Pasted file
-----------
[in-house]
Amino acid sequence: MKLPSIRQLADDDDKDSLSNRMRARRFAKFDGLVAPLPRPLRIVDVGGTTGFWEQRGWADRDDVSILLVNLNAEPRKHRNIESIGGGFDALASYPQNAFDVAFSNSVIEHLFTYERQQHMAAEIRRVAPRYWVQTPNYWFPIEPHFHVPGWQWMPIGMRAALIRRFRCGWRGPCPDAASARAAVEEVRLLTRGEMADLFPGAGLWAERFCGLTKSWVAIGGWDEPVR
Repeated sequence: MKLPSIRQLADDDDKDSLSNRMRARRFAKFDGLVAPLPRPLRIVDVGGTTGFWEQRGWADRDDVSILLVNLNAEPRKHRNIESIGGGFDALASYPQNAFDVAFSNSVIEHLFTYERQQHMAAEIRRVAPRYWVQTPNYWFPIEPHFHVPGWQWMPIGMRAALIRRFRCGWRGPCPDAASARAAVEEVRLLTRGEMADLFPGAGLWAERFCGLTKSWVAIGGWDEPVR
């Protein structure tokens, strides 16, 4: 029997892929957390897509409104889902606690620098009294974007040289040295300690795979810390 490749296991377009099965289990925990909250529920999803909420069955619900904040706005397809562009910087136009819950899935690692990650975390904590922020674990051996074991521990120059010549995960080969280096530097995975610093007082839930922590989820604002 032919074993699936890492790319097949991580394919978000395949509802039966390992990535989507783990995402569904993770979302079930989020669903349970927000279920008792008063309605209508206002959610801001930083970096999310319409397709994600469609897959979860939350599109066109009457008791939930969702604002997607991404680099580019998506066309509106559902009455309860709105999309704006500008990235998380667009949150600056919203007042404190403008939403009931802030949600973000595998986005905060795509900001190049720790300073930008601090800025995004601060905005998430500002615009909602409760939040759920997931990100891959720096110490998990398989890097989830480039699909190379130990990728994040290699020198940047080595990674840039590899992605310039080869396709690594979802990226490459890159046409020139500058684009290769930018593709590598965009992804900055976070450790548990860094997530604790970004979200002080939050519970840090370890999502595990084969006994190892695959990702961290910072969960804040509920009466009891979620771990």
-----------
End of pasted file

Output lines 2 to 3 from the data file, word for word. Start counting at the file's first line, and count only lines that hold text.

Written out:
Amino acid sequence: MKLPSIRQLADDDDKDSLSNRMRARRFAKFDGLVAPLPRPLRIVDVGGTTGFWEQRGWADRDDVSILLVNLNAEPRKHRNIESIGGGFDALASYPQNAFDVAFSNSVIEHLFTYERQQHMAAEIRRVAPRYWVQTPNYWFPIEPHFHVPGWQWMPIGMRAALIRRFRCGWRGPCPDAASARAAVEEVRLLTRGEMADLFPGAGLWAERFCGLTKSWVAIGGWDEPVR
Repeated sequence: MKLPSIRQLADDDDKDSLSNRMRARRFAKFDGLVAPLPRPLRIVDVGGTTGFWEQRGWADRDDVSILLVNLNAEPRKHRNIESIGGGFDALASYPQNAFDVAFSNSVIEHLFTYERQQHMAAEIRRVAPRYWVQTPNYWFPIEPHFHVPGWQWMPIGMRAALIRRFRCGWRGPCPDAASARAAVEEVRLLTRGEMADLFPGAGLWAERFCGLTKSWVAIGGWDEPVR